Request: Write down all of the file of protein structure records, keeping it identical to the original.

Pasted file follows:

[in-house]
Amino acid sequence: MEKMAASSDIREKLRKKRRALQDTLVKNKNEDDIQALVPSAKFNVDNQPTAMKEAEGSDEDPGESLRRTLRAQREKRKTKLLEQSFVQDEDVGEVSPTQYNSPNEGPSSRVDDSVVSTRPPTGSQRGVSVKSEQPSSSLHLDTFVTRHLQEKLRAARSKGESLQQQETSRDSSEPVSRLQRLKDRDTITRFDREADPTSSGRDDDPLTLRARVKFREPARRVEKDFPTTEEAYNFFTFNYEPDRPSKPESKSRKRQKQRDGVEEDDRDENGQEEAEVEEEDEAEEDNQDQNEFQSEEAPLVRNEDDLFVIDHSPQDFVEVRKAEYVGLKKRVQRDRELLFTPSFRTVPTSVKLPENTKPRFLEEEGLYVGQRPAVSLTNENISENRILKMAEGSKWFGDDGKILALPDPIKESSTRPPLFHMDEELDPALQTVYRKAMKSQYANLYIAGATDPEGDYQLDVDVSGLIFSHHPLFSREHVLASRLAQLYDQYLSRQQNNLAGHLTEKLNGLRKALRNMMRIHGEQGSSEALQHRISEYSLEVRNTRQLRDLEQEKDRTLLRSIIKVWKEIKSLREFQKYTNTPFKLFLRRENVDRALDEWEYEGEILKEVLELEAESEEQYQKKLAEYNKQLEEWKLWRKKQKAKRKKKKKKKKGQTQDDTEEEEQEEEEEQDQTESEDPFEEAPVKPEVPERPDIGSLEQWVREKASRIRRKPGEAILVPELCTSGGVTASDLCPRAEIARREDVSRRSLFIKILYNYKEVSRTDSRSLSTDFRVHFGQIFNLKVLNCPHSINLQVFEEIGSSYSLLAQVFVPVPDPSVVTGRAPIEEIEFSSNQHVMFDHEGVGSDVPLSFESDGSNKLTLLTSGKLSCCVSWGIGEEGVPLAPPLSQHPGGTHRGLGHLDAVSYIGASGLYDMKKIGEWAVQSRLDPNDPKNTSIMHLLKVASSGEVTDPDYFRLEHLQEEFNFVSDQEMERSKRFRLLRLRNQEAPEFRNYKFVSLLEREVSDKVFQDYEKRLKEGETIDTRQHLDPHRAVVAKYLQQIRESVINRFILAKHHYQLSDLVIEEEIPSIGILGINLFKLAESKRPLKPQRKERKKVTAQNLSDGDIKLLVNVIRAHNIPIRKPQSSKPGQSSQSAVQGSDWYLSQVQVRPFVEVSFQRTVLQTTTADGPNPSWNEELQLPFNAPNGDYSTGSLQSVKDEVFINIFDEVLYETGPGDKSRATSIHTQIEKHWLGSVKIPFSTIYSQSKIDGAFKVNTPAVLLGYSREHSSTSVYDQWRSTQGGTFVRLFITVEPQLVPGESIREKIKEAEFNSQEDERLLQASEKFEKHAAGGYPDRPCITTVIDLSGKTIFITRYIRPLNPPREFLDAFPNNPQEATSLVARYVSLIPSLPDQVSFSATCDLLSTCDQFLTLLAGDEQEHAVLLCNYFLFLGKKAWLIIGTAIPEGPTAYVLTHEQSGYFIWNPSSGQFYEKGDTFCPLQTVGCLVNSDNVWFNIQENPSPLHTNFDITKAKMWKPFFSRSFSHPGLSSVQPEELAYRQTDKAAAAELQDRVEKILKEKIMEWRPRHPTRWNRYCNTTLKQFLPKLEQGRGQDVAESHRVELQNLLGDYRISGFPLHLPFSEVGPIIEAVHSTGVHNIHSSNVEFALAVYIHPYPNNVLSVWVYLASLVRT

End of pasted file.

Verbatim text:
[in-house]
Amino acid sequence: MEKMAASSDIREKLRKKRRALQDTLVKNKNEDDIQALVPSAKFNVDNQPTAMKEAEGSDEDPGESLRRTLRAQREKRKTKLLEQSFVQDEDVGEVSPTQYNSPNEGPSSRVDDSVVSTRPPTGSQRGVSVKSEQPSSSLHLDTFVTRHLQEKLRAARSKGESLQQQETSRDSSEPVSRLQRLKDRDTITRFDREADPTSSGRDDDPLTLRARVKFREPARRVEKDFPTTEEAYNFFTFNYEPDRPSKPESKSRKRQKQRDGVEEDDRDENGQEEAEVEEEDEAEEDNQDQNEFQSEEAPLVRNEDDLFVIDHSPQDFVEVRKAEYVGLKKRVQRDRELLFTPSFRTVPTSVKLPENTKPRFLEEEGLYVGQRPAVSLTNENISENRILKMAEGSKWFGDDGKILALPDPIKESSTRPPLFHMDEELDPALQTVYRKAMKSQYANLYIAGATDPEGDYQLDVDVSGLIFSHHPLFSREHVLASRLAQLYDQYLSRQQNNLAGHLTEKLNGLRKALRNMMRIHGEQGSSEALQHRISEYSLEVRNTRQLRDLEQEKDRTLLRSIIKVWKEIKSLREFQKYTNTPFKLFLRRENVDRALDEWEYEGEILKEVLELEAESEEQYQKKLAEYNKQLEEWKLWRKKQKAKRKKKKKKKKGQTQDDTEEEEQEEEEEQDQTESEDPFEEAPVKPEVPERPDIGSLEQWVREKASRIRRKPGEAILVPELCTSGGVTASDLCPRAEIARREDVSRRSLFIKILYNYKEVSRTDSRSLSTDFRVHFGQIFNLKVLNCPHSINLQVFEEIGSSYSLLAQVFVPVPDPSVVTGRAPIEEIEFSSNQHVMFDHEGVGSDVPLSFESDGSNKLTLLTSGKLSCCVSWGIGEEGVPLAPPLSQHPGGTHRGLGHLDAVSYIGASGLYDMKKIGEWAVQSRLDPNDPKNTSIMHLLKVASSGEVTDPDYFRLEHLQEEFNFVSDQEMERSKRFRLLRLRNQEAPEFRNYKFVSLLEREVSDKVFQDYEKRLKEGETIDTRQHLDPHRAVVAKYLQQIRESVINRFILAKHHYQLSDLVIEEEIPSIGILGINLFKLAESKRPLKPQRKERKKVTAQNLSDGDIKLLVNVIRAHNIPIRKPQSSKPGQSSQSAVQGSDWYLSQVQVRPFVEVSFQRTVLQTTTADGPNPSWNEELQLPFNAPNGDYSTGSLQSVKDEVFINIFDEVLYETGPGDKSRATSIHTQIEKHWLGSVKIPFSTIYSQSKIDGAFKVNTPAVLLGYSREHSSTSVYDQWRSTQGGTFVRLFITVEPQLVPGESIREKIKEAEFNSQEDERLLQASEKFEKHAAGGYPDRPCITTVIDLSGKTIFITRYIRPLNPPREFLDAFPNNPQEATSLVARYVSLIPSLPDQVSFSATCDLLSTCDQFLTLLAGDEQEHAVLLCNYFLFLGKKAWLIIGTAIPEGPTAYVLTHEQSGYFIWNPSSGQFYEKGDTFCPLQTVGCLVNSDNVWFNIQENPSPLHTNFDITKAKMWKPFFSRSFSHPGLSSVQPEELAYRQTDKAAAAELQDRVEKILKEKIMEWRPRHPTRWNRYCNTTLKQFLPKLEQGRGQDVAESHRVELQNLLGDYRISGFPLHLPFSEVGPIIEAVHSTGVHNIHSSNVEFALAVYIHPYPNNVLSVWVYLASLVRT